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Housing sector investment guru, My-ACE China, popularly known as Mayor of Housing, has warned Nigerians including politicians and those in authority not to miss the upcoming opportunity to pull Nigeria back from the brink.
This is as he feared that the Nigerian economy may enter its worst stages in 2023 if the elections failed to meet the expectations of the masses.
China, who is behind latest estate developments in Port Harcourt including the Alesa Highland, spoke on the sidelines of the 6th Annual General Meeting of the Guild of Online Publishers (GOCOP) in Lagos.
The acclaimed Real Estate success strategist said what makes the 2023 elections different is that it has the biggest economic implication more than any other elections Nigeria ever had in its Nigeria.
“This is because the levels of awareness and mass mobilization that have happened so far have pushed Nigeria to the brink; a situation that would either make or mar Nigeria. This is because people had never got so disillusioned before and had not lost so much confidence as it is now about where politics has gone on and where it has taken this country to.” he noted.
He said before now, politics was left as a battle between the politicians and the indifferent electorate. “Now, because of the grunt of what people are facing, there is no more an indifferent electorate in this election. Everybody seems to be up in arms, acutely aware that we are tired of the status quo and that we are eager for change, now.”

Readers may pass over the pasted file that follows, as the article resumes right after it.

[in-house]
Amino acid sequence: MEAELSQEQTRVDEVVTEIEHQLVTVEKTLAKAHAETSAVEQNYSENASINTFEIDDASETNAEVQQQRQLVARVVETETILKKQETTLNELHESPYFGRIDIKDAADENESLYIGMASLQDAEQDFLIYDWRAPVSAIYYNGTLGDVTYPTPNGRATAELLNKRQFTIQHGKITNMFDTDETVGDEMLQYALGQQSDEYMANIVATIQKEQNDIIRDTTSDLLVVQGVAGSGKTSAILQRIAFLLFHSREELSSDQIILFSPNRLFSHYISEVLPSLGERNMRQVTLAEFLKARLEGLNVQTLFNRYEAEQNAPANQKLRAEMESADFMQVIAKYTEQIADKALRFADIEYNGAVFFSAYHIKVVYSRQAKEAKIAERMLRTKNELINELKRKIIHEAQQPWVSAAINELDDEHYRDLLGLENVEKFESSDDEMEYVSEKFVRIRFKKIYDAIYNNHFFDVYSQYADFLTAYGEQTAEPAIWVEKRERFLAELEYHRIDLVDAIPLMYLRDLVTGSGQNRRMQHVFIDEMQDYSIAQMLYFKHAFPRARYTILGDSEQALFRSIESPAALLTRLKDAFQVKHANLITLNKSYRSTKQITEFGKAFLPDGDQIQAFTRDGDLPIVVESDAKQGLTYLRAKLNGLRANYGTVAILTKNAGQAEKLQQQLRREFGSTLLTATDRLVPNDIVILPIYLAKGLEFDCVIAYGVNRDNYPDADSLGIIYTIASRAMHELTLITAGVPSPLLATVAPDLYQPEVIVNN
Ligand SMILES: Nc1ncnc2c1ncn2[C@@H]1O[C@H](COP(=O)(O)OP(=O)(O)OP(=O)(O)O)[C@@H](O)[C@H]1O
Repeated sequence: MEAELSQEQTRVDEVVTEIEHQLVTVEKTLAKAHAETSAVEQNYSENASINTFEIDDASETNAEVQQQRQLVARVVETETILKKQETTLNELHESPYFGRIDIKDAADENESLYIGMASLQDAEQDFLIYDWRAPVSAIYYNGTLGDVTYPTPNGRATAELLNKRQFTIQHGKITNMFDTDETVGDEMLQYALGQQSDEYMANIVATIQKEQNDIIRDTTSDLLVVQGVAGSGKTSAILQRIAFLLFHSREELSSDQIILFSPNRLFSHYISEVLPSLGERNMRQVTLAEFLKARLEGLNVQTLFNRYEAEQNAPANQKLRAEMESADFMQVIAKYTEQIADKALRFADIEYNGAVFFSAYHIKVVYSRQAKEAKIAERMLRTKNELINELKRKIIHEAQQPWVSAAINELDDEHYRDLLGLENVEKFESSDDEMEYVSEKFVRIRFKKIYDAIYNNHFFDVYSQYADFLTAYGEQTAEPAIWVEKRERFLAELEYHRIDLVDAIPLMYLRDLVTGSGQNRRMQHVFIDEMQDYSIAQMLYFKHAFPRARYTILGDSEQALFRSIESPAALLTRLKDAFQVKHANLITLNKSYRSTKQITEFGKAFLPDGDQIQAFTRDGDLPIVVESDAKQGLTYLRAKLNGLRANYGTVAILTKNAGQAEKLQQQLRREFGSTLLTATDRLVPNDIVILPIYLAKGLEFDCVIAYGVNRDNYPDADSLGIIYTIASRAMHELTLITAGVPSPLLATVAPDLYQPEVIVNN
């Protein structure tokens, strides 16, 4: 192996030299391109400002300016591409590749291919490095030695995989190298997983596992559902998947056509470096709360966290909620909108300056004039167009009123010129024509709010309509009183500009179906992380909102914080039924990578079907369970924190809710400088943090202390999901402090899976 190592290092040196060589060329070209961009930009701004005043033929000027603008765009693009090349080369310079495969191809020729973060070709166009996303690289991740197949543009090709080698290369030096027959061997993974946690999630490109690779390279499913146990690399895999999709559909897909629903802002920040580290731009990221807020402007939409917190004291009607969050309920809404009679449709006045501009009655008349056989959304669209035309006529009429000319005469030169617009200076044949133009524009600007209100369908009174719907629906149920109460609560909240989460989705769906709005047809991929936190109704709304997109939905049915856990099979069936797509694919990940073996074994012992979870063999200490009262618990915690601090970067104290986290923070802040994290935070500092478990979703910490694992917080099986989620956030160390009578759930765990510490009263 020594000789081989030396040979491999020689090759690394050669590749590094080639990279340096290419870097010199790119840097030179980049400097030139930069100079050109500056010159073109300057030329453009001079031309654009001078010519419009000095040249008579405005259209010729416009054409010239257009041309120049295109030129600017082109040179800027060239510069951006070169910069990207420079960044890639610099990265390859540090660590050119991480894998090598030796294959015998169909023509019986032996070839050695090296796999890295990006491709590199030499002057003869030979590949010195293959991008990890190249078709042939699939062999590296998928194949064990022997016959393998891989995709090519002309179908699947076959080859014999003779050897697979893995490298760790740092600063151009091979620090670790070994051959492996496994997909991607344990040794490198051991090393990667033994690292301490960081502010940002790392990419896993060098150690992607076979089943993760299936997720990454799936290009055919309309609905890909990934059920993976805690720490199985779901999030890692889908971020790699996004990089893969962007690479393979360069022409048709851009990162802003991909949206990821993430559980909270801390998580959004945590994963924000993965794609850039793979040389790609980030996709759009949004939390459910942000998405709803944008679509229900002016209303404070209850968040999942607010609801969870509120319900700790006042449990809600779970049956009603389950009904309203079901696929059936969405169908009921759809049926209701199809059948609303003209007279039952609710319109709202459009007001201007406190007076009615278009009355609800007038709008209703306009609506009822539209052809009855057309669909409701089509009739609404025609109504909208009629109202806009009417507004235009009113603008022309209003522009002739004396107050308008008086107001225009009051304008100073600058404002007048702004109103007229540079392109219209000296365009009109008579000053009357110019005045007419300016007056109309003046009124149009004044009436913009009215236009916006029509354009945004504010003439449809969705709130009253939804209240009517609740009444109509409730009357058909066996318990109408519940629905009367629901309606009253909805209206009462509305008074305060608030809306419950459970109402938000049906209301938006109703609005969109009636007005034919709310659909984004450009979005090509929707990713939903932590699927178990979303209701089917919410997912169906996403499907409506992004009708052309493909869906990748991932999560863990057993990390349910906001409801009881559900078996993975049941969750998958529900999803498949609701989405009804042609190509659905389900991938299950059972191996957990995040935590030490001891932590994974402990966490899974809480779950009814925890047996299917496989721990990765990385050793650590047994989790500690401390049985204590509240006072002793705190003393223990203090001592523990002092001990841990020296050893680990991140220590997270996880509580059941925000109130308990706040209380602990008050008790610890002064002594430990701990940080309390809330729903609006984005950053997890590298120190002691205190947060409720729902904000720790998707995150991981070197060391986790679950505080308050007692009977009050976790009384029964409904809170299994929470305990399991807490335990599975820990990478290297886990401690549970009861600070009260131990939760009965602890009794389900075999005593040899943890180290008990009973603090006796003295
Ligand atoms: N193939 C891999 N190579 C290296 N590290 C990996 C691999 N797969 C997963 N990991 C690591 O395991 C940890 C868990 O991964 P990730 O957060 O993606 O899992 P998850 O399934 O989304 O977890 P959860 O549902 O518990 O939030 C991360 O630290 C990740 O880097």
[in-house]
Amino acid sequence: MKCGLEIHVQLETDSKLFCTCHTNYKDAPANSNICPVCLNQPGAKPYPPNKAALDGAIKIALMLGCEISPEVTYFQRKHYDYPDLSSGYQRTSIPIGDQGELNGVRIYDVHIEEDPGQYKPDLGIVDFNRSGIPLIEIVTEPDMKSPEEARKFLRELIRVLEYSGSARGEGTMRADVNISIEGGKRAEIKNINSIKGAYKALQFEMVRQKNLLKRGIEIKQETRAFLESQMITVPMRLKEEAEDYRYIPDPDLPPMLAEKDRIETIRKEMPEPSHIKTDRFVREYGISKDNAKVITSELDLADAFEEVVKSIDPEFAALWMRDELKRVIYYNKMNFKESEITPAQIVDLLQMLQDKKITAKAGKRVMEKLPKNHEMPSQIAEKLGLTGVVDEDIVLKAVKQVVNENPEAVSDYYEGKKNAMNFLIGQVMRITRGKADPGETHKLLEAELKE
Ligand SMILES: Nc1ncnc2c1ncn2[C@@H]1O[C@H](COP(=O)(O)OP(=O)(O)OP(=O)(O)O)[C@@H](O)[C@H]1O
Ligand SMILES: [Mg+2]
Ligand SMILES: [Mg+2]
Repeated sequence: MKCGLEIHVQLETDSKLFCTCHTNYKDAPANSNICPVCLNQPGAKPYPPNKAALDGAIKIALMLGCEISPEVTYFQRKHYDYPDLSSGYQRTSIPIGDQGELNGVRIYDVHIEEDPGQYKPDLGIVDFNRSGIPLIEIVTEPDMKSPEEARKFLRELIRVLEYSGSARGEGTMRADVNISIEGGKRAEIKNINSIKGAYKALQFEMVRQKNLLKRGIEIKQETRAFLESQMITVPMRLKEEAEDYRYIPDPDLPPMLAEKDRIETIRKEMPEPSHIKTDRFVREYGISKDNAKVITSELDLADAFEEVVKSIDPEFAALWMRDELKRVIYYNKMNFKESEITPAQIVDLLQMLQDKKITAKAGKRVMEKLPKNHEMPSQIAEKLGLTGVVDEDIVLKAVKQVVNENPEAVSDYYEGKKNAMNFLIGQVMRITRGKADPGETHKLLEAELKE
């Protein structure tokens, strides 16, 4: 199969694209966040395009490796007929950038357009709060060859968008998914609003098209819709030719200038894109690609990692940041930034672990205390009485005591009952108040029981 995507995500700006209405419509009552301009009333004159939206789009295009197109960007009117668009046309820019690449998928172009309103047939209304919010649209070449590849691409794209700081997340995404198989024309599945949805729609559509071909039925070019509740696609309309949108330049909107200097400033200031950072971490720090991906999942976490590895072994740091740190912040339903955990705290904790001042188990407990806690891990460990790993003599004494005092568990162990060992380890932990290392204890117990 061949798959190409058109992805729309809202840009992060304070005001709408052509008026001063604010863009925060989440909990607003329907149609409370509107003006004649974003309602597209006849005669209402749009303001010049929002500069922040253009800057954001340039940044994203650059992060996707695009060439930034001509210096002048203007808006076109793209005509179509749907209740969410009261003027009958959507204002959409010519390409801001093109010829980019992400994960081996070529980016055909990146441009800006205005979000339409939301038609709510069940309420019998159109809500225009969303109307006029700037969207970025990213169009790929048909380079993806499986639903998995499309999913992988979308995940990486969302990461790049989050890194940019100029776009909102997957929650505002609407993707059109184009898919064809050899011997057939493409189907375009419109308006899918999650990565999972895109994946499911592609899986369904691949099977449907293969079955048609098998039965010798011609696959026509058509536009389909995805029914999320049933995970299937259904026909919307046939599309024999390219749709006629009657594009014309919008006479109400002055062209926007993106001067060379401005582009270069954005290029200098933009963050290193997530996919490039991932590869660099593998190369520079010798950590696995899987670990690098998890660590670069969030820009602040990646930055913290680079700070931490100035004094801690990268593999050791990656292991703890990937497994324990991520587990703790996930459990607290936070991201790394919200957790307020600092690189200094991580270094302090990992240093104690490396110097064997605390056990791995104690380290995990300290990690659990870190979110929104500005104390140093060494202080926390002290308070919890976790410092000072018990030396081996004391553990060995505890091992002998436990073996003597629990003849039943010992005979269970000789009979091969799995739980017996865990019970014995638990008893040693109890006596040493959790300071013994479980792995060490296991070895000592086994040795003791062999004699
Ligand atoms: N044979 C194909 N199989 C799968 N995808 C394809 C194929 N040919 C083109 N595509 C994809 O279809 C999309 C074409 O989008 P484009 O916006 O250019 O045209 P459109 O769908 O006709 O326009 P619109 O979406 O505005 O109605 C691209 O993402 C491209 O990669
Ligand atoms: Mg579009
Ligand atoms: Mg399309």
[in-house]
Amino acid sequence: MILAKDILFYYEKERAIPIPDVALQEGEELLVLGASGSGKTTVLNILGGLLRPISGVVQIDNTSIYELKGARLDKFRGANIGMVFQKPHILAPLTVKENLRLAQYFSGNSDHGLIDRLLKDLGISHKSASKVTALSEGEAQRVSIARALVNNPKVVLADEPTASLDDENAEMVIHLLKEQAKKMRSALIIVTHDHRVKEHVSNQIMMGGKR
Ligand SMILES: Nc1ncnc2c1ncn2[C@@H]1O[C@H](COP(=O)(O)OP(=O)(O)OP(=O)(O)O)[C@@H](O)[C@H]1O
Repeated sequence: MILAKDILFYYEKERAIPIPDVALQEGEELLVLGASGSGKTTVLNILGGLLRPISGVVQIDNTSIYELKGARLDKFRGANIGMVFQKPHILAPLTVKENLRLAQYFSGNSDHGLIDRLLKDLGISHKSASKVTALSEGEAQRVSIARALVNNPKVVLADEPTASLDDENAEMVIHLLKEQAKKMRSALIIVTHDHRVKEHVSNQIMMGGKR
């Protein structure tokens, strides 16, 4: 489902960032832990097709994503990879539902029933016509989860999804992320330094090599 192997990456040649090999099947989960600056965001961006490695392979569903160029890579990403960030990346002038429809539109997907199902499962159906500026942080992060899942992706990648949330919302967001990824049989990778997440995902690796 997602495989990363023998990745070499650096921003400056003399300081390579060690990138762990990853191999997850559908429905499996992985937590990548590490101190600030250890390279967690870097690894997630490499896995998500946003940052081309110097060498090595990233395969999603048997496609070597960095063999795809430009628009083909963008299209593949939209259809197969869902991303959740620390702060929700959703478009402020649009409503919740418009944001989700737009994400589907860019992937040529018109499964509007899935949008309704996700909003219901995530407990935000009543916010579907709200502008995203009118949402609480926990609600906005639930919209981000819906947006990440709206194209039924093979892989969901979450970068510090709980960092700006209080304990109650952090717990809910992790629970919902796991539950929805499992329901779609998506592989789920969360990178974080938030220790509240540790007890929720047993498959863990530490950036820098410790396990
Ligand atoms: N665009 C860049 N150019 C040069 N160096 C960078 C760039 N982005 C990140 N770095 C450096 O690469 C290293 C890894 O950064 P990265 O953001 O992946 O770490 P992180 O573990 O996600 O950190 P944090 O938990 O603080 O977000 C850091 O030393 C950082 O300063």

The Mayor of Housing went ahead to note that never in the history of Nigeria has election had such level of emotional investment, support or emotional capital.
To buttress his call for caution for the sake of the economy, China said economics can be reduced to two things; motion and emotion. “This looks at the motion of goods and services and the emotion of those propagating the goods and services.
“This is because many people do not appreciate the implication of emotions in politics, but there is a man that did some work on it, MK Kyle, author of ‘The Economics of Emotion’, who discovered that when people are emotionally confident, there is more motion of goods and services, but when people are gloomy or melancholic or down, there is less movement of goods and services.
“I come to a final conclusion that in an economic environment, in the economics of emotion, gloom is doom while bloom is boom. When people are in bloom, economy booms; when people are very gloomy, the economy goes into doom.”
According to the investor as well as property developer who wants to solve housing problems in Africa, for the first time in Nigeria’s history, the emotional capital of the 2023 elections is so high that if for anything that height of expectation is crashed, there would be gloom. And, anything that spells gloom at that scale will spell doom for Nigeria, not just as a nation but in all economic ramifications.
The Mayor of Housing rather advised Nigeria to build on what he said is happening, “Which is that for the first time, both the international community and individuals are so much aware of Nigeria’s 2023 elections. Expectations seem to be very high. We should thus make sure that this expectation is not busted.
“So, to the electoral umpire, Independent National Electoral Commission (INEC), I say, make sure that vote counts so that victory will be by merit. Let whoever is the most popular candidate or the most preferred candidate be allowed to win. This notion of allowing whoever is perceived as the most popular candidate to win is very sensitive now that the highest number of people is interested in the electoral system and the power of the ballot.”